Seoul Food Tour

Our last full day in Seoul started off with a food tour.  I had wanted to do this earlier on so that for the rest of the trip we would know more about what we were eating, but with scheduling and planning it just didn't work out that way.  No big deal because this tour was entirely worth it, even if it came at the end of our trip.  We did the lunch time food tour from O'ngo Food Communications.
Ong'o does both food tours and cooking classes.  Our guide for the afternoon, Daniel Gray, is a well known food blogger in Korea and has just opened a restaurant in Seoul.  He is extremely knowledgable and passionate about Korean food (and food in general) so if you are in Korea and looking to learn about the food, I recommend a tour with Daniel.

The day started off with a cooking demo at the O'ngo cooking school.  Daniel taught us how to make a traditional Korean seafood pancake.

Here are our ingredients: Flour, egg, green and red peppers, shrimp and squid, and green onions.
Daniel told us his secret is cooking the green onions first so that they really get cooked and become easier to eat.  He mixed the flour with cold water to make the pancake batter.  Then this was poured on the green onions and the other ingredients were placed on top.

While it was cooking he mixed up this dipping sauce for us.  It was made with soy sauce, vinegar and red chili.
Once it had cooked a little he added 1 (beaten) egg on top.
Then he flipped it, and voila!  Easy pancake to make.
This was super yummy.  Both my sister and I had to hold ourselves back because we didn't want to fill up on this before heading out for the rest of our food tour.
From O'ngo we headed out to a nearby market to see some local ingredients and traditional foods.  We passed by a local Korean sweets shop and took a quick peak.  Daniel explained what these were.  Similar to Japanese mochi, these are all rice based desserts with different fillings.  We didn't stop here to try some, but he did tell us he had a different shop on out itinerary and we would get to try some late.  Honestly, if I hadn't taken this tour I would have never guessed these were all desserts.
Really, I would never have guessed this was meant as a dessert!  I believe this is all made from rice.
Chuseok, KoreanThanksgiving, was coming up.  This is a major holiday in Korea.  For Chuseok, you give gifts to friends and family.  They are pretty decent sized gift packages.  And you need lots of them.  Here is one gift and you can see that you buy the gift box in sets of 4.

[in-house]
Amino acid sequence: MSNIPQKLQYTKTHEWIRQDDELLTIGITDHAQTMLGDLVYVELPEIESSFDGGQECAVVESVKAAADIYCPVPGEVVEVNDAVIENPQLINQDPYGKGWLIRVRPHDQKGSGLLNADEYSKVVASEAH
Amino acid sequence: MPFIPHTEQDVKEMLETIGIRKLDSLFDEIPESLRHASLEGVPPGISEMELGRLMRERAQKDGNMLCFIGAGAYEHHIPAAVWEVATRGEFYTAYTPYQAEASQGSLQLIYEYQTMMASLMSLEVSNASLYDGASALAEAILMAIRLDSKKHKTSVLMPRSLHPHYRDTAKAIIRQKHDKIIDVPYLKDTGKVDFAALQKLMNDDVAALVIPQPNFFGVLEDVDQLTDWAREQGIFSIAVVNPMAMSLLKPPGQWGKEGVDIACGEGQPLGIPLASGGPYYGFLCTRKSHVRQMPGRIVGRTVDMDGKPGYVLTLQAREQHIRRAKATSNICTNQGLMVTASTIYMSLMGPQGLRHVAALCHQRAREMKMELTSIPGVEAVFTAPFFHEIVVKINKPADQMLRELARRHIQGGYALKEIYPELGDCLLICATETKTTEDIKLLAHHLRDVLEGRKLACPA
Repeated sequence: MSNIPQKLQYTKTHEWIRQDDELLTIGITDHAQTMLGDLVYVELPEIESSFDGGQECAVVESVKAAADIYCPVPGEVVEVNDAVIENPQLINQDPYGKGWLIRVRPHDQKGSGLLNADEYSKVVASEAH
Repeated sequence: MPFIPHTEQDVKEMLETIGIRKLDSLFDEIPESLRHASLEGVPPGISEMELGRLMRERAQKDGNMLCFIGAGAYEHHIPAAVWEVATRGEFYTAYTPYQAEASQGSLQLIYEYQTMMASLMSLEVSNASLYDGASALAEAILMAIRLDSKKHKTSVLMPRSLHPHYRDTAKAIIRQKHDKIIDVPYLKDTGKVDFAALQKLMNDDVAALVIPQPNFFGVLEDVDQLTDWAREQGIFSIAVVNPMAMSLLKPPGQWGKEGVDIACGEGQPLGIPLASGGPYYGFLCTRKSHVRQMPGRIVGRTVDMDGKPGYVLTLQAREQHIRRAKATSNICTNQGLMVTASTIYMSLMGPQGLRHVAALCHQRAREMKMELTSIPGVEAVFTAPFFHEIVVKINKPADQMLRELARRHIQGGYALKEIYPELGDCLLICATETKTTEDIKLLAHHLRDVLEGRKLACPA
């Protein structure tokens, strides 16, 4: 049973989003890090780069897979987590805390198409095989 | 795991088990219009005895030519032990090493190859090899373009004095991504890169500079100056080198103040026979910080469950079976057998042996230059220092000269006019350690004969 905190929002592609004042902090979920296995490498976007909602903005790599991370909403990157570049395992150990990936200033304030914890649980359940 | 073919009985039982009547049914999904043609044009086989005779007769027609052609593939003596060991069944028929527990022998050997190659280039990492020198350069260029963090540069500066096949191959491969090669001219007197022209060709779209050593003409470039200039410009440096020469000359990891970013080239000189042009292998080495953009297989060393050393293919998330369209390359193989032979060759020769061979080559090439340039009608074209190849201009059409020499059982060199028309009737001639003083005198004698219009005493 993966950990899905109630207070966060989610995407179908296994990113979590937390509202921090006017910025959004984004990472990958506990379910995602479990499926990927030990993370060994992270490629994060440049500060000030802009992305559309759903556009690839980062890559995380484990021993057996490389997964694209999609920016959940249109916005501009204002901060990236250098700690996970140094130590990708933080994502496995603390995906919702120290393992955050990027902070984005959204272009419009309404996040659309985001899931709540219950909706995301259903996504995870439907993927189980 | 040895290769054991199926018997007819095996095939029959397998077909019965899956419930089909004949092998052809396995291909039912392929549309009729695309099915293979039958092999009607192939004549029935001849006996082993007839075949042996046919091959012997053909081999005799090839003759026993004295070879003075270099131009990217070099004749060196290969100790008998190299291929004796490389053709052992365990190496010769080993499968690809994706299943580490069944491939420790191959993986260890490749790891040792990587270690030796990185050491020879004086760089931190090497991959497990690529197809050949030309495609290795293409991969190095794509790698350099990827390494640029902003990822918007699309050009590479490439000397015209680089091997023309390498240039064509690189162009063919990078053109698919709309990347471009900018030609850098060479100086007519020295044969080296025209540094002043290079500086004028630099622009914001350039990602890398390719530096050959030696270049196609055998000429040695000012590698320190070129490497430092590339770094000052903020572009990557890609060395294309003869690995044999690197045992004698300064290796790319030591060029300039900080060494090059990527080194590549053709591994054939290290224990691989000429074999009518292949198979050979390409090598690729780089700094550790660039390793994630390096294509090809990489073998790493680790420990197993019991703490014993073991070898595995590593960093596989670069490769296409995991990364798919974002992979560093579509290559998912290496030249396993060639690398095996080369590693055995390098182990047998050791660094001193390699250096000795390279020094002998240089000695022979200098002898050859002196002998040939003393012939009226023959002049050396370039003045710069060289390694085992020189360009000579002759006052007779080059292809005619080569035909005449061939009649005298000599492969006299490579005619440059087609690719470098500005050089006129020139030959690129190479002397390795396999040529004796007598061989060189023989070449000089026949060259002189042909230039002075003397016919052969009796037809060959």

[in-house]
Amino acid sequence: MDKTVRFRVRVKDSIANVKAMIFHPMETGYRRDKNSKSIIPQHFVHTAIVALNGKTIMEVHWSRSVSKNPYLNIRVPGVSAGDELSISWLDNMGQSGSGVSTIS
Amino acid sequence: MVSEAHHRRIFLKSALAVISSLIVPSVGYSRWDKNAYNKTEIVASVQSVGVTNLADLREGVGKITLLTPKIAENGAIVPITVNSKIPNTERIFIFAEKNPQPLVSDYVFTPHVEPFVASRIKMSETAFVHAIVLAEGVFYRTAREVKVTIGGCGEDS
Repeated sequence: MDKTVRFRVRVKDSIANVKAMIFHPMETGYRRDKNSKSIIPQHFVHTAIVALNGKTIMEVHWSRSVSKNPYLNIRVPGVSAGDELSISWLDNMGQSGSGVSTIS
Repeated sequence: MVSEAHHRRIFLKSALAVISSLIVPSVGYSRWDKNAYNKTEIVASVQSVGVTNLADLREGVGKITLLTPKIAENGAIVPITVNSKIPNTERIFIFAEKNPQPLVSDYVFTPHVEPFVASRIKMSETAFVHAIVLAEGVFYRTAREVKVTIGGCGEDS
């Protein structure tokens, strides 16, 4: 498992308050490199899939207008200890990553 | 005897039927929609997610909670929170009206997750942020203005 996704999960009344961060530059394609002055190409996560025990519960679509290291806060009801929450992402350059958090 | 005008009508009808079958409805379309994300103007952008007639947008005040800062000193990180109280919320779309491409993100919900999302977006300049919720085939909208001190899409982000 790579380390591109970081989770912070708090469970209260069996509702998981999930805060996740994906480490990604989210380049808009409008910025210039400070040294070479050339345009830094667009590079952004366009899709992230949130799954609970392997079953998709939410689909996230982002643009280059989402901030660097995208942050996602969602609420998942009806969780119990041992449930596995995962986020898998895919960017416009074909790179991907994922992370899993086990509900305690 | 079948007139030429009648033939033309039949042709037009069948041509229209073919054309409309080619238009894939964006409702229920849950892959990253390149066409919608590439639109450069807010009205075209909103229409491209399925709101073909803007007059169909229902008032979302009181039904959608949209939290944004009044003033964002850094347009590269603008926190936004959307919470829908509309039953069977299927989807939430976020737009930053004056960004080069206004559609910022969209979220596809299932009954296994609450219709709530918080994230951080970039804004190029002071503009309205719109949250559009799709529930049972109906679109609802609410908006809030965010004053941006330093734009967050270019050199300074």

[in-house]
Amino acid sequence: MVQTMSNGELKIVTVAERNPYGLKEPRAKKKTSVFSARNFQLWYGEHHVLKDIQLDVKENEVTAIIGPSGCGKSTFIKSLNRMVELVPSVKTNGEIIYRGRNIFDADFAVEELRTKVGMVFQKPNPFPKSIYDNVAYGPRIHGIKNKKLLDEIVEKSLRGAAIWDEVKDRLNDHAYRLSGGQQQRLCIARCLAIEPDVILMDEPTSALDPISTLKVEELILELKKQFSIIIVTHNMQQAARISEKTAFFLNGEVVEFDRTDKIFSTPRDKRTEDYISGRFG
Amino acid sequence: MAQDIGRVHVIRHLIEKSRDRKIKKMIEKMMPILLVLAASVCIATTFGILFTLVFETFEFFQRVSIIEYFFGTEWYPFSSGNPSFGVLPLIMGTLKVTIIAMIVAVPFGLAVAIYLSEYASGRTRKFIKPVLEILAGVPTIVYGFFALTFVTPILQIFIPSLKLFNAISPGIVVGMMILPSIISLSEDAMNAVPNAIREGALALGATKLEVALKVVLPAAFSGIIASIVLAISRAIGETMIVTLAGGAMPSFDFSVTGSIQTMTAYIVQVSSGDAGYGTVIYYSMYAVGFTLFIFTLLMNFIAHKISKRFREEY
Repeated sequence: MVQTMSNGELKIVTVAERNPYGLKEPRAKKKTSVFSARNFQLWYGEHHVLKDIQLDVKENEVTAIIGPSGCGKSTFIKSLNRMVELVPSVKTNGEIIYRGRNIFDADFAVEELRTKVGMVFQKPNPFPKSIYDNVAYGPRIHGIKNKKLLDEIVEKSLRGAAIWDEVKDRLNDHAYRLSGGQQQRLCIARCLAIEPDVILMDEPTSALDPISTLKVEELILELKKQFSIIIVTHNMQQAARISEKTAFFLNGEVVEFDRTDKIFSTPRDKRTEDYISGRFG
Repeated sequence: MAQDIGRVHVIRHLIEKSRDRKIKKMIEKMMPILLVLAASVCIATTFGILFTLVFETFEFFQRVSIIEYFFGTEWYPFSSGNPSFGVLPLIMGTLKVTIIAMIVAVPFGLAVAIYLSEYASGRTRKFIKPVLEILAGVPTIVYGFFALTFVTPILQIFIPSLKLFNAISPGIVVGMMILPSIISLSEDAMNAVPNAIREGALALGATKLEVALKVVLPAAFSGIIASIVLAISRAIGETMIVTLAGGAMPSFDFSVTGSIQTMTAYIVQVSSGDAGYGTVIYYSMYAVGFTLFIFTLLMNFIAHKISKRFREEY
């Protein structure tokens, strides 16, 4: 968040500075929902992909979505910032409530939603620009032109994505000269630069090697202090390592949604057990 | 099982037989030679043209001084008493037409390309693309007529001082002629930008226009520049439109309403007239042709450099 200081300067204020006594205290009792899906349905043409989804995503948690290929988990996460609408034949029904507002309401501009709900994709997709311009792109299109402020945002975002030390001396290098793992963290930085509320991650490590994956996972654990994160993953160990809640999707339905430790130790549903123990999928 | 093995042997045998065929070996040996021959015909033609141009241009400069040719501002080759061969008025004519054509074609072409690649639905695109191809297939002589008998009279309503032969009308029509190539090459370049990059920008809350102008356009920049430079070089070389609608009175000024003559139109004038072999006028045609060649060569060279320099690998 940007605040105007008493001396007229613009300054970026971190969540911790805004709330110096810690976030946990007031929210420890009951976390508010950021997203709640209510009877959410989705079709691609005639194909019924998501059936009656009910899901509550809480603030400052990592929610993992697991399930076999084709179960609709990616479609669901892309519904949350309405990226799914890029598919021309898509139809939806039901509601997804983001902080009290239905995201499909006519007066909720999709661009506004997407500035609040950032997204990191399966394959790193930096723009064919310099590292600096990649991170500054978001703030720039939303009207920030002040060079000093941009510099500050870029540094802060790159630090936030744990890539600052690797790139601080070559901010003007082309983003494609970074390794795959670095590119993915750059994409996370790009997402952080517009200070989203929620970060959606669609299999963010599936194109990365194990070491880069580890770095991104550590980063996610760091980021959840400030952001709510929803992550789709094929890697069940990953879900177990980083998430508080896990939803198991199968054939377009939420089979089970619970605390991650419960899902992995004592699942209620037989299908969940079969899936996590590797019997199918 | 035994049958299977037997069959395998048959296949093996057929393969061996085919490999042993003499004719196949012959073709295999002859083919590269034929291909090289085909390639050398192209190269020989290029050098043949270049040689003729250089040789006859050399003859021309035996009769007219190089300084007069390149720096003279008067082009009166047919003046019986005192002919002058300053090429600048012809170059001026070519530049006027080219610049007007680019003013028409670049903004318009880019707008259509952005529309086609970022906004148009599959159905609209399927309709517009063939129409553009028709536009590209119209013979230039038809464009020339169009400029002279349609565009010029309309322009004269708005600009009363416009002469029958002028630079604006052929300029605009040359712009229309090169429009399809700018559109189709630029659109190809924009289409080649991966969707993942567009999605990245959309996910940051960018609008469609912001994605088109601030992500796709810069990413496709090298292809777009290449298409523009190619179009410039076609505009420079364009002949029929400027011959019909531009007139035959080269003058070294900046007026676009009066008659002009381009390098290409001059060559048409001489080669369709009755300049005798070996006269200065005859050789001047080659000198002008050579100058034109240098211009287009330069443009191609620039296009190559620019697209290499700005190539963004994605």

You can also do gift sets that are filled with various items, not just food.  I think this is toothpaste, soap and what looks like tea.  
As we walked through the market, Daniel pointed out various ingredients and food items.  This is one kind of rice.
This is a different kind.
There were beans and eggs too.
Chili powder, anyone?
Or dried chili's?  Yeah, they like things spicy here!
Then we passed by kimchi central.  Kimchi is the name for fermented vegetable dishes.  They make kimchi out of just about everything you can imagine.  Oh boy, this just looks too spicy for me!
Some radishes in this one.

This might be the kimchi you are most familiar with.  Lots of cabbage.
As we moved on I spotted fresh made tofu.  It looked so good!
You can see a little what this market looks like inside.  It's actually underground.  There are grocery vendors and restaurants here too.
We stopped at one shop to try out a roll, similar to Japanese sushi.
Here are the all the ingredients the chef would use to make our roll.  The big yellow thing is a radish of some sort.
Here she goes!  She moves fast!  The nori paper is used, just like sushi, and it is on the outside of this.  I wish I could remember the exact name for this food, but sadly, I don't.
Pile the veggies in!
Brush the outside and make sure it stays rolled and moist.
There you go.  Looks like sushi!  Just Korean style.  Definitely interesting flavors.  I liked a lot more than I had expected.  Honestly, that bright yellow radish had me a little worried, but I actually liked it.  I am so glad we tried this!
Next up Daniel spotted this and showed us this label as he made sure to take some photos.  It's a root and it is used in making some sort of soup.  He was writing an article on it so he definitely needed pictures.  I know how that goes!
More interesting items in the market.  These are dried fish.

Then we got to the sweets shop where we would be tasting them.  These are all made from rice, even those pink and purple balls.  They were stuffed with fruits (like dates), chestnuts, and some had corn and peas.  They were all a little on the sweet side.  Definitely different from Japanese sweets.  But these were all really good.  I am so glad he told us what these were because I would have totally overlooked trying them out.
Here is the inside of the shop.  I think they were busy wrapping a lot of sweets in preparation for the upcoming holiday.
Next up Daniel took us somewhere really funny.  In fact, weeks later this still makes me smile.  Just like in Japan they do pancakes stuffed with red bean paste.  In Japan, the fish is your classic shape.  I have no idea what is popular in Korea, but this definitely takes the cake.  

Any guesses?
Here, maybe this will help you!
Oh yes, if you guessed poop, then you are absolutely correct!  Daniel thought we would get a kick out of seeing this...and we did!

Next up was a street vendor to try out some more tasty treats.  I love experiencing street food but a lot of times it is difficult because I have no idea if there is meat in the food.  Sometimes I can ask, but if there is a language barrier, it is just not as easy.  So, I will confess that this next food I walked by multiple times and assumed (incorrectly, of course) that it contained meat.  Actually, I thought it was little meat sticks, like hot dogs.  OMG I was so far off!  Now, the question is if they aren't meat sticks, what are these?  Rice cakes.  Yes, these are rice cakes.  There is also fish cake in there (from what I remember) but no meat, chicken, pork or anything like that (I do eat fish).  
I am so glad we tried these.  They were awesome.  As in super awesome!  We also tried these potato balls too.  Yum!
Next up we headed through a little park/temple and enjoyed watching the old people having a good time.
The pagoda is enclosed now to protect it from damage.